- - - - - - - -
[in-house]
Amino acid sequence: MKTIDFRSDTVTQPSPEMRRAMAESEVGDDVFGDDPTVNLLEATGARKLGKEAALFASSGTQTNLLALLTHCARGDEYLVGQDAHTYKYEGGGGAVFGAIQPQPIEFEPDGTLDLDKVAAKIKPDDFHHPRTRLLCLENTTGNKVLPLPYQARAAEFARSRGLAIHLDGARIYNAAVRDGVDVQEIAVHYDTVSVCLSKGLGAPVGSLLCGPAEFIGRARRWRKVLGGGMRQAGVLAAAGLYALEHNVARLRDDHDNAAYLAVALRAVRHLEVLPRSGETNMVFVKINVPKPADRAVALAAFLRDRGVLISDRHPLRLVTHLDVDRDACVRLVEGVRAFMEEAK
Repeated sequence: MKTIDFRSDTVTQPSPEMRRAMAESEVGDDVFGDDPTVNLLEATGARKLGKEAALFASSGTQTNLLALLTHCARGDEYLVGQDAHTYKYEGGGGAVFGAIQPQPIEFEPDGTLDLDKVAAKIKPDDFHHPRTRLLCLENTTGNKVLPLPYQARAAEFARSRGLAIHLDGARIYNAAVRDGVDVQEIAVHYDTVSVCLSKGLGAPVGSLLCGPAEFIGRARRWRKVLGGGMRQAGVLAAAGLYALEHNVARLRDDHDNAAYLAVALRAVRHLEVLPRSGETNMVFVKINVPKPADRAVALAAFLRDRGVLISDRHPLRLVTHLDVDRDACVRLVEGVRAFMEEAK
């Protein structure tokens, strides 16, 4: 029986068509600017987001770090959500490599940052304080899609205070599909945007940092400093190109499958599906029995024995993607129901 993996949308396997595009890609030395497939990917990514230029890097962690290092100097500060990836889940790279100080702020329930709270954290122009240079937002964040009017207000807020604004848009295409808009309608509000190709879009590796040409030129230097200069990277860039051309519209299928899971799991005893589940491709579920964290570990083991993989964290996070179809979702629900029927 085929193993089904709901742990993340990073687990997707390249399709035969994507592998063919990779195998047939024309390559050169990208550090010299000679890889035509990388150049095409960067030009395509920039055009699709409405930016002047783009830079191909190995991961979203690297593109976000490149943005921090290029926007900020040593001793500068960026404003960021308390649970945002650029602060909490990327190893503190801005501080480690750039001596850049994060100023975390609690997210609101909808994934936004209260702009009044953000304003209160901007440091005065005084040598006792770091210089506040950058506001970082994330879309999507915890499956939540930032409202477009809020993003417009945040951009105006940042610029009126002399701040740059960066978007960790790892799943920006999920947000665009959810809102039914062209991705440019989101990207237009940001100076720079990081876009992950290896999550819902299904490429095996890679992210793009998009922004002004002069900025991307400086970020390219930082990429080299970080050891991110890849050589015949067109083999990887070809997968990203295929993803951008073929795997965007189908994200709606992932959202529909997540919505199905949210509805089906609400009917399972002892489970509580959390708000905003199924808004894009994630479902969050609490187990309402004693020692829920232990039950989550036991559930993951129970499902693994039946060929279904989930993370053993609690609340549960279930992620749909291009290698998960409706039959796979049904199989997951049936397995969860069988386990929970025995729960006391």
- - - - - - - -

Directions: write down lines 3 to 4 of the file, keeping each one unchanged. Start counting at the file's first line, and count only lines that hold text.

Repeated sequence: MKTIDFRSDTVTQPSPEMRRAMAESEVGDDVFGDDPTVNLLEATGARKLGKEAALFASSGTQTNLLALLTHCARGDEYLVGQDAHTYKYEGGGGAVFGAIQPQPIEFEPDGTLDLDKVAAKIKPDDFHHPRTRLLCLENTTGNKVLPLPYQARAAEFARSRGLAIHLDGARIYNAAVRDGVDVQEIAVHYDTVSVCLSKGLGAPVGSLLCGPAEFIGRARRWRKVLGGGMRQAGVLAAAGLYALEHNVARLRDDHDNAAYLAVALRAVRHLEVLPRSGETNMVFVKINVPKPADRAVALAAFLRDRGVLISDRHPLRLVTHLDVDRDACVRLVEGVRAFMEEAK
């Protein structure tokens, strides 16, 4: 029986068509600017987001770090959500490599940052304080899609205070599909945007940092400093190109499958599906029995024995993607129901 993996949308396997595009890609030395497939990917990514230029890097962690290092100097500060990836889940790279100080702020329930709270954290122009240079937002964040009017207000807020604004848009295409808009309608509000190709879009590796040409030129230097200069990277860039051309519209299928899971799991005893589940491709579920964290570990083991993989964290996070179809979702629900029927 085929193993089904709901742990993340990073687990997707390249399709035969994507592998063919990779195998047939024309390559050169990208550090010299000679890889035509990388150049095409960067030009395509920039055009699709409405930016002047783009830079191909190995991961979203690297593109976000490149943005921090290029926007900020040593001793500068960026404003960021308390649970945002650029602060909490990327190893503190801005501080480690750039001596850049994060100023975390609690997210609101909808994934936004209260702009009044953000304003209160901007440091005065005084040598006792770091210089506040950058506001970082994330879309999507915890499956939540930032409202477009809020993003417009945040951009105006940042610029009126002399701040740059960066978007960790790892799943920006999920947000665009959810809102039914062209991705440019989101990207237009940001100076720079990081876009992950290896999550819902299904490429095996890679992210793009998009922004002004002069900025991307400086970020390219930082990429080299970080050891991110890849050589015949067109083999990887070809997968990203295929993803951008073929795997965007189908994200709606992932959202529909997540919505199905949210509805089906609400009917399972002892489970509580959390708000905003199924808004894009994630479902969050609490187990309402004693020692829920232990039950989550036991559930993951129970499902693994039946060929279904989930993370053993609690609340549960279930992620749909291009290698998960409706039959796979049904199989997951049936397995969860069988386990929970025995729960006391």